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Major dry-gas producers like Chesapeake Energy (NYSE: CHK ) took a beating in the late 2000's as North American natural gas prices plummeted. Since then, natural gas prices have rebounded off the $2 per mmBtu lows to around $4.50 per mmBtu.
Even though Chesapeake Energy hastily switched its focus toward liquids-rich shale plays, its production mix is still 70% weighted toward dry natural gas. If Chesapeake Energy and other natural gas producers can begin to fetch higher prices for their dry-gas output, then free cash flow will explode upward as gas assets once deemed unprofitable turn into money-making machines.
By attempting to diversify its hydrocarbon production base, Chesapeake Energy is now investing 80% of its capital expenditures this year toward liquids plays. Back in 2010, roughly 10% of Chesapeake Energy's output was liquids. But due to aggressive asset sales and a complete refocus on liquids-shale output, liquids grew to be 30% of Chesapeake's total production.
Now that Chesapeake Energy can lean on various hydrocarbons to shore up its balance sheet, what can shareholders expect?
American natural gas producers' favorite chart
Back in 2000, coal-powered plants generated 52% of America's electricity, while natural gas trailed far behind with just a 16% market share.
Over the next 12 years, a completely different story began unfolding. Due to a combination of cheap domestic dry-gas prices, environmental benefits, the "war on coal," and the inability to export natural gas, natural gas quickly began catching up to coal. In 2012, natural gas powered 30% of America's electricity generation, while coal fell to 37%.
What makes Chesapeake Energy really grin is that by 2040, natural gas will overtake coal as America's primary source for electricity generation. Keep in mind that as natural gas gains a larger share of the electrical-generation market, that market is also steadily becoming bigger. In 2012, America consumed roughly 4 trillion kilowatt hours; by 2040, the EIA is forecasting that to grow to a bit more than 5 trillion kilowatt hours.
Gaining market share in a growing industry means there are plenty of profits to be had in this sector. Keep in mind that the beginning of liquefied natural gas exports or a major relaxation of coal industry regulations could change these forecasts.
Chesapeake Energy would be a clear beneficiary of this trend because higher levels of demand and access to foreign markets (via LNG export terminals coming online) will push the average realized price for its natural gas upward. This could turn its natural gas-producing assets (which make up roughly 70% of its output) into cash cows.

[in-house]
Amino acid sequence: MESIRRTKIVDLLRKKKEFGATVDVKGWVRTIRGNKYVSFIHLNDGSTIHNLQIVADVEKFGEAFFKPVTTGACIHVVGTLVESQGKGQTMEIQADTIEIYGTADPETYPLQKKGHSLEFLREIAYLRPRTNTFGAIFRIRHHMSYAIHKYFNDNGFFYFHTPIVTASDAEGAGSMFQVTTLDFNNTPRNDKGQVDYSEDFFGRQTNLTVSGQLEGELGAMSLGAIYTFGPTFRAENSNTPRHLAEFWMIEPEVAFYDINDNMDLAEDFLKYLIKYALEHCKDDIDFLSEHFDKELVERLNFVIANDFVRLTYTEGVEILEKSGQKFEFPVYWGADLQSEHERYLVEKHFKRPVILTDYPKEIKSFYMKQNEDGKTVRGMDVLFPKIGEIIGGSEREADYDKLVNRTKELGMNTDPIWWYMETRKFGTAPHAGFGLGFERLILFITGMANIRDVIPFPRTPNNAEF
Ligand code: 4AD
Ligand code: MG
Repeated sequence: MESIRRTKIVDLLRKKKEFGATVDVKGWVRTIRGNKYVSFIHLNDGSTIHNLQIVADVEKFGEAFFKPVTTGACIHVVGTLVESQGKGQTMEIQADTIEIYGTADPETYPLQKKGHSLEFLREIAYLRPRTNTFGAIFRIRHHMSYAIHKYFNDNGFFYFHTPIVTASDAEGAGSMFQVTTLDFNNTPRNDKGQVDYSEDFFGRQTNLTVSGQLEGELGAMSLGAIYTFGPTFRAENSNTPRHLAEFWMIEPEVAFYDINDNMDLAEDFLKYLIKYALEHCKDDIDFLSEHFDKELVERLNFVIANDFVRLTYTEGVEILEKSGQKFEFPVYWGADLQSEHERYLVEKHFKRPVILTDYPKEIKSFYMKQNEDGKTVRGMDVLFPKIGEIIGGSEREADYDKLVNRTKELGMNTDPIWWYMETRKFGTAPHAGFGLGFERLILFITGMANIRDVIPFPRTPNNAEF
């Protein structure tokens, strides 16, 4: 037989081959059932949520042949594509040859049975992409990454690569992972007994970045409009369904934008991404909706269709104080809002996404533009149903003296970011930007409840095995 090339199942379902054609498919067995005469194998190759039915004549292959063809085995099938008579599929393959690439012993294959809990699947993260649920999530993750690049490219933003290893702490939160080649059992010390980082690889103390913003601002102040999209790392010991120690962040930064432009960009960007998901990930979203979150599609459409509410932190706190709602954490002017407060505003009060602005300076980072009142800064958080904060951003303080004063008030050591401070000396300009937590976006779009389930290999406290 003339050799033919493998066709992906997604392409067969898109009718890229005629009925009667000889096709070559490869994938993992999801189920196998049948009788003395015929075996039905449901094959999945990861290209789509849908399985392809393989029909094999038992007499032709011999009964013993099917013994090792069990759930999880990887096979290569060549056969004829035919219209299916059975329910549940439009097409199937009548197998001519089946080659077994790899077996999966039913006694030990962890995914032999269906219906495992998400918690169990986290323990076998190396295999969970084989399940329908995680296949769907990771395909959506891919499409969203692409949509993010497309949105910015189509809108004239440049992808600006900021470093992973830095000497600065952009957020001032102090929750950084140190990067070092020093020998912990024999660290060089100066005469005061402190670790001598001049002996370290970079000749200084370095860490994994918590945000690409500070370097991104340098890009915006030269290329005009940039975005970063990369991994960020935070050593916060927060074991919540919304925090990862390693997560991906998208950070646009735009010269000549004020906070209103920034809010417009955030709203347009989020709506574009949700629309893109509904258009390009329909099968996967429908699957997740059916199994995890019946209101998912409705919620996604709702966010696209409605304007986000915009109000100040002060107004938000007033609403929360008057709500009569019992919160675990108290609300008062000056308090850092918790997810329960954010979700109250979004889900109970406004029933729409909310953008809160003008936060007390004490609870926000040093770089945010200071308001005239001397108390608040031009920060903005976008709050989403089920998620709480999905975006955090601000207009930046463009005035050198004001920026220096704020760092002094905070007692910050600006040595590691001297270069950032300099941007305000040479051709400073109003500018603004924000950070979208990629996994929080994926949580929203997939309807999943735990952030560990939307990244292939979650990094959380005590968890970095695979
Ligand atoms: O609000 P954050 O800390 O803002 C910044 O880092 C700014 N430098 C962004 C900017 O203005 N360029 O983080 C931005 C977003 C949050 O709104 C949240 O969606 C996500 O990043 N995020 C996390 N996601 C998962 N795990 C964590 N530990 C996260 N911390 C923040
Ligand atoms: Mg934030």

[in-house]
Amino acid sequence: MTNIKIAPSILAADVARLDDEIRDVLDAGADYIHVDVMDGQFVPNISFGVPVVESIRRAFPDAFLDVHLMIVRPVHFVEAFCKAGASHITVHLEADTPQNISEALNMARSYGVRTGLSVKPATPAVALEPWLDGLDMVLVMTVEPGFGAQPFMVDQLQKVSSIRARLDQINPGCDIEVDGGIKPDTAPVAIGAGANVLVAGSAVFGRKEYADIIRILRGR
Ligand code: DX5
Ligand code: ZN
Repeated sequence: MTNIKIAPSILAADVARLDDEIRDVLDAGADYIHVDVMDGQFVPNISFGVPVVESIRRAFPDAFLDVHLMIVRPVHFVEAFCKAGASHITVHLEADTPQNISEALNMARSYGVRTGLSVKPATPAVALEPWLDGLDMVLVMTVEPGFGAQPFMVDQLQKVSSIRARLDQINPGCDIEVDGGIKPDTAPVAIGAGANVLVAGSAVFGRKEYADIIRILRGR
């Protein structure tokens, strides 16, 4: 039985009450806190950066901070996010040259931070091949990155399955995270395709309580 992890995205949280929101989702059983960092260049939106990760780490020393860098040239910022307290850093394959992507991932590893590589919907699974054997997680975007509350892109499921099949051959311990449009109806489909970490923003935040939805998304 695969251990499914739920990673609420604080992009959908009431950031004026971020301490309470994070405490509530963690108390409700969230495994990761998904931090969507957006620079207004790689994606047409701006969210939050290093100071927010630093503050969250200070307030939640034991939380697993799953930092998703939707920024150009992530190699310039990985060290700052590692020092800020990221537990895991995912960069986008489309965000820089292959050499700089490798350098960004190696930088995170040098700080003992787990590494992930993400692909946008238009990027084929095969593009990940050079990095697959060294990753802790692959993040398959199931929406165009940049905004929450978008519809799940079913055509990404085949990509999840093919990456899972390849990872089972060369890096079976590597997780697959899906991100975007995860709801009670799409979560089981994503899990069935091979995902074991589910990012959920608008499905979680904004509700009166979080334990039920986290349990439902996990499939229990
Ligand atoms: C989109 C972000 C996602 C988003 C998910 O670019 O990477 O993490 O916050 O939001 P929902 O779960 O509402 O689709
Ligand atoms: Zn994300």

Another natural gas producer, one that has stuck its livelihood almost entirely in the Marcellus shale, is also set to reap enormous gains over the long term. Cabot Oil & Gas (NYSE: COG ) has operations in two different shale plays, the Marcellus and the Eagle Ford.
In the Marcellus, Cabot Oil & Gas is running six rigs on its 200,000 net acre position to try to boost output by 25%-45% this year. From 2010 to 2013, Cabot Oil & Gas was able to grow production from 130.6 Bcfe to 413.6 Bcfe; so if the past is any indication, 2014 will be a good year for production growth.
Almost all of Cabot Oil & Gas' output is dry natural gas. But due to the development of its Eagle Ford acreage, things are beginning to change. In 2012 Cabot Oil & Gas operated only one rig on its 62,000 net acres in the Eagle Ford. But due to the massive decline in dry-gas prices, Cabot Oil & Gas decided to accelerate its Eagle Ford development. Now two rigs are operating in the Eagle Ford, with management commenting on potentially adding a third sometime soon.
The natural gas revolution has arrived, and it looks like it's here to stay for a while. Dry-gas producers have gotten hammered over the past few years, but maybe it's time to take a closer look at these two players. Not only do Cabot Oil & Gas and Chesapeake Energy produce enormous amounts of dry natural gas, but they are also diversifying their hydrocarbon-production base by investing in liquids-rich shale plays.
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